Play classic games on a Raspberry Pi in a Game Boy case

Power, Sound, Display

Making arrangements for a power supply is a bit more difficult than you might think at first glance. The original plan was to use the 5V micro-USB interface on the Rasp Pi. However, we finally gave up this idea and limited ourselves primarily to the 12V bus bar – as explained later. We decided to incorporate an LM2596 voltage regulator module to supply 5V components like the Rasp Pi and the sound amplifiers.

We got both good and bad news upon dismantling the TaoTronics LCD display. The positive discovery was that the board for our display was significantly smaller than the example shown in the discussion on the Super Pi Boy blog. However, it also turned out that the conversion of the power supply for this model from 12V to 5V was more complicated than anticipated.

Faced with our lack of knowledge about the conversion process, we decided to leave the power supply at 12V, the red-coded connection, and forego any soldering work on the LCD board. We pared down the cinch plug on the video output cable we used, because it proved too large to incorporate into the housing. We laid the yellow wire directly on AV2 (yellow) and the black wire on GND (black). We did not use the AV1 (white) and so disconnected it. Figure 9 summarizes the cabling for the different parts of the Super Pi Boy.

Figure 9: Connection diagram: audio, video, and power.

A small adjustment screw makes it possible to fine-tune the output voltage for the voltage regulator module. You should use a multimeter as part of the tuning process to achieve the correct setting. A voltage of 5.1V is correct for open-circuit voltage. Attach the connections for the power supply jack and the LCD display to the 12V input. The micro-USB cable for the Rasp Pi power supply and the power supply for the amplifier board are attached to the 5V output. Because of minimal space availability, you will need to cut back drastically on the length of the plug for the Rasp Pi power supply.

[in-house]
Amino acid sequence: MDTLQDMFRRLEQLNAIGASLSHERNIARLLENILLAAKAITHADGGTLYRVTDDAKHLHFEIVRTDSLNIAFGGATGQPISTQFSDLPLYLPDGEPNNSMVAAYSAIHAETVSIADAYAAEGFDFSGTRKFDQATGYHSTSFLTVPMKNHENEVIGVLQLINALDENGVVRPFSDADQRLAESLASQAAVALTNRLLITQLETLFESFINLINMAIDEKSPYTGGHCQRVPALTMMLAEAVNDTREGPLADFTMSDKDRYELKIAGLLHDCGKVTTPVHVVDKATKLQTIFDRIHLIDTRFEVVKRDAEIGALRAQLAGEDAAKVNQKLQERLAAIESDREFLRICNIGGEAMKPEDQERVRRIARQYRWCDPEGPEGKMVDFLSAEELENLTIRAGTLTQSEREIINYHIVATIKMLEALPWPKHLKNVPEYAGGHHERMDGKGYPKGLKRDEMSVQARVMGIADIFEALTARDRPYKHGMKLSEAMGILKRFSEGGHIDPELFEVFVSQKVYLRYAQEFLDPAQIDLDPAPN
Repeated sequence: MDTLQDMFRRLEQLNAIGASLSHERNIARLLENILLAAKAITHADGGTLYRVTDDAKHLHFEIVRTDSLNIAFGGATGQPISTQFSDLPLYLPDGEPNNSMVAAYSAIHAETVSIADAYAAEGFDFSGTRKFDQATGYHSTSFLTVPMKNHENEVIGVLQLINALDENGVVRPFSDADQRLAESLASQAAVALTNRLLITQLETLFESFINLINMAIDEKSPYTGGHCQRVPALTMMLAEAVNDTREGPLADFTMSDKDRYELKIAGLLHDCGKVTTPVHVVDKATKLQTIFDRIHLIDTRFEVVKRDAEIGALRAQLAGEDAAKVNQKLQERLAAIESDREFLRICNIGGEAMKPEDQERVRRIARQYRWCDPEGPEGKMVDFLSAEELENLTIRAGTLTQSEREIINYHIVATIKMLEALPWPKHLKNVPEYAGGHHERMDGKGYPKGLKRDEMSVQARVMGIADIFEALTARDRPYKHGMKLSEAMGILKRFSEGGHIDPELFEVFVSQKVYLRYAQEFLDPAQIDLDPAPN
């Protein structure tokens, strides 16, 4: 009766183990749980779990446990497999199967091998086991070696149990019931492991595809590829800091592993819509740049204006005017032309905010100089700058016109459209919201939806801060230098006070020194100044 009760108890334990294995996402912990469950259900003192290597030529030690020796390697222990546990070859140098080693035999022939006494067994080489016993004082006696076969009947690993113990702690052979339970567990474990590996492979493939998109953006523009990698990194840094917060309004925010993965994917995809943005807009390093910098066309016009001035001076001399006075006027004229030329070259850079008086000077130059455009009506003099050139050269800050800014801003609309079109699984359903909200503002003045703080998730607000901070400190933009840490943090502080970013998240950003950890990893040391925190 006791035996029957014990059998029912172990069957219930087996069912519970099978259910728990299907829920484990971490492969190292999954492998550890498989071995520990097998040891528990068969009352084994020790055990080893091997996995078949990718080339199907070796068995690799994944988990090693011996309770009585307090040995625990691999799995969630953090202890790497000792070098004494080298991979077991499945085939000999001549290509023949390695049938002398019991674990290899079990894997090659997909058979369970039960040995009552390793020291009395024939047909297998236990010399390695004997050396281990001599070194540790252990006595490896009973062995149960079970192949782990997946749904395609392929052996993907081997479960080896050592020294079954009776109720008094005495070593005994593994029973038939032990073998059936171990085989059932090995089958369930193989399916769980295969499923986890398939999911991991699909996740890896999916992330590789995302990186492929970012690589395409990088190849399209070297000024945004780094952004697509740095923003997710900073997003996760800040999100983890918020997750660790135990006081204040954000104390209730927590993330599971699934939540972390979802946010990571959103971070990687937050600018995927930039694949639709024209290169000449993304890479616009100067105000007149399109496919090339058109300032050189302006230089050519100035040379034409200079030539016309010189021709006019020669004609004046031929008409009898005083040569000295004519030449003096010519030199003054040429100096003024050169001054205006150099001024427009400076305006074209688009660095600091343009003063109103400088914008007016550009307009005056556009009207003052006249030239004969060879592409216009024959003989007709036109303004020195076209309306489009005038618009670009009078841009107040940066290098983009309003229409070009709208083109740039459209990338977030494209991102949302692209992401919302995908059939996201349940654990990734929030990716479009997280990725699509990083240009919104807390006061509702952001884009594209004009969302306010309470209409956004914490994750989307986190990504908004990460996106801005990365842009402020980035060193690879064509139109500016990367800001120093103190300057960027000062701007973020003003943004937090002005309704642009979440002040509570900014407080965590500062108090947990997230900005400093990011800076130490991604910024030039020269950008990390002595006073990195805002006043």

To avoid always having to play games with your headphones on, the Rasp Pi should have some speakers. The original loudspeaker can no longer be used because it doesn't fit anymore. Our plans for the project include a substitute loudspeaker that is actually intended for use with a Nintendo DS. It only takes up a small amount of space, yet it also offers very good sound quality.

The PAM8403 amplifier strengthens the audio signals that are conducted via the classic angled 3.5mm jack; from there, the signals go on to the loudspeaker. We experienced some pretty strong static on the right-hand channel. Retro games usually don't need high-quality sound, though. Additionally, the static went away once a Rasp Pi B+ was used.


The gutted Game Boy housing does not offer a lot of space. As a result, the assembly process requires patience and steady nerves. In putting together our project, we attached the loudspeakers at two points with hot glue; then, we incorporated the display into the housing with the help of double-sided adhesive tape. As a final step, we built in the DMG board. We finished all this off with some insulation tape for electronic parts that were still exposed.

However, the underside proved to be a challenge. The space available for parts is narrow and very tight, so laying the cables requires some imagination. This is especially true for the voltage regulator module that has a prominent size and shape but was not part of the original design. Figure 10 shows the final assembly just short of completion. At the end, we affixed a 1mm-thick acrylic glass cover to protect the display.

Figure 10: It takes a lot of patience to find a place in the housing for all of the Super Pi Boy components.

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